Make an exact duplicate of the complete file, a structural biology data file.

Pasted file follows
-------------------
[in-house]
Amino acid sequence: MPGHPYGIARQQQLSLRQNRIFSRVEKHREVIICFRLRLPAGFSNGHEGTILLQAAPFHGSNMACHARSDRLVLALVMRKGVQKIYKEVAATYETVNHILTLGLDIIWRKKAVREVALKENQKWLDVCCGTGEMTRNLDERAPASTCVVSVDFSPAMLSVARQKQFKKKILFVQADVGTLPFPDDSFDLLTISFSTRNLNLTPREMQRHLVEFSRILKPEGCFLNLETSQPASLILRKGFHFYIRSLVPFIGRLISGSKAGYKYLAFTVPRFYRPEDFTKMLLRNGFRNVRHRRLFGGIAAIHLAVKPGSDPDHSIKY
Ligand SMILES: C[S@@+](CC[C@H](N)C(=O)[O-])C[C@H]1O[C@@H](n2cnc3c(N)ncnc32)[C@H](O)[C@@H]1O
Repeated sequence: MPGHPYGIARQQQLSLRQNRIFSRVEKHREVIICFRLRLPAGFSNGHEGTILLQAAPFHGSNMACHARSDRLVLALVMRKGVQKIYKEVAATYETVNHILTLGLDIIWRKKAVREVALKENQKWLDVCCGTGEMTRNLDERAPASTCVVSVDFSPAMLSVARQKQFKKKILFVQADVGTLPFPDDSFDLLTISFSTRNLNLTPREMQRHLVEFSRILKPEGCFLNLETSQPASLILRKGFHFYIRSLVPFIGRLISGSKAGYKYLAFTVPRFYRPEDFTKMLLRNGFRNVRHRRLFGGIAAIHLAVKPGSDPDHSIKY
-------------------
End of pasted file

[in-house]
Amino acid sequence: MPGHPYGIARQQQLSLRQNRIFSRVEKHREVIICFRLRLPAGFSNGHEGTILLQAAPFHGSNMACHARSDRLVLALVMRKGVQKIYKEVAATYETVNHILTLGLDIIWRKKAVREVALKENQKWLDVCCGTGEMTRNLDERAPASTCVVSVDFSPAMLSVARQKQFKKKILFVQADVGTLPFPDDSFDLLTISFSTRNLNLTPREMQRHLVEFSRILKPEGCFLNLETSQPASLILRKGFHFYIRSLVPFIGRLISGSKAGYKYLAFTVPRFYRPEDFTKMLLRNGFRNVRHRRLFGGIAAIHLAVKPGSDPDHSIKY
Ligand SMILES: C[S@@+](CC[C@H](N)C(=O)[O-])C[C@H]1O[C@@H](n2cnc3c(N)ncnc32)[C@H](O)[C@@H]1O
Repeated sequence: MPGHPYGIARQQQLSLRQNRIFSRVEKHREVIICFRLRLPAGFSNGHEGTILLQAAPFHGSNMACHARSDRLVLALVMRKGVQKIYKEVAATYETVNHILTLGLDIIWRKKAVREVALKENQKWLDVCCGTGEMTRNLDERAPASTCVVSVDFSPAMLSVARQKQFKKKILFVQADVGTLPFPDDSFDLLTISFSTRNLNLTPREMQRHLVEFSRILKPEGCFLNLETSQPASLILRKGFHFYIRSLVPFIGRLISGSKAGYKYLAFTVPRFYRPEDFTKMLLRNGFRNVRHRRLFGGIAAIHLAVKPGSDPDHSIKY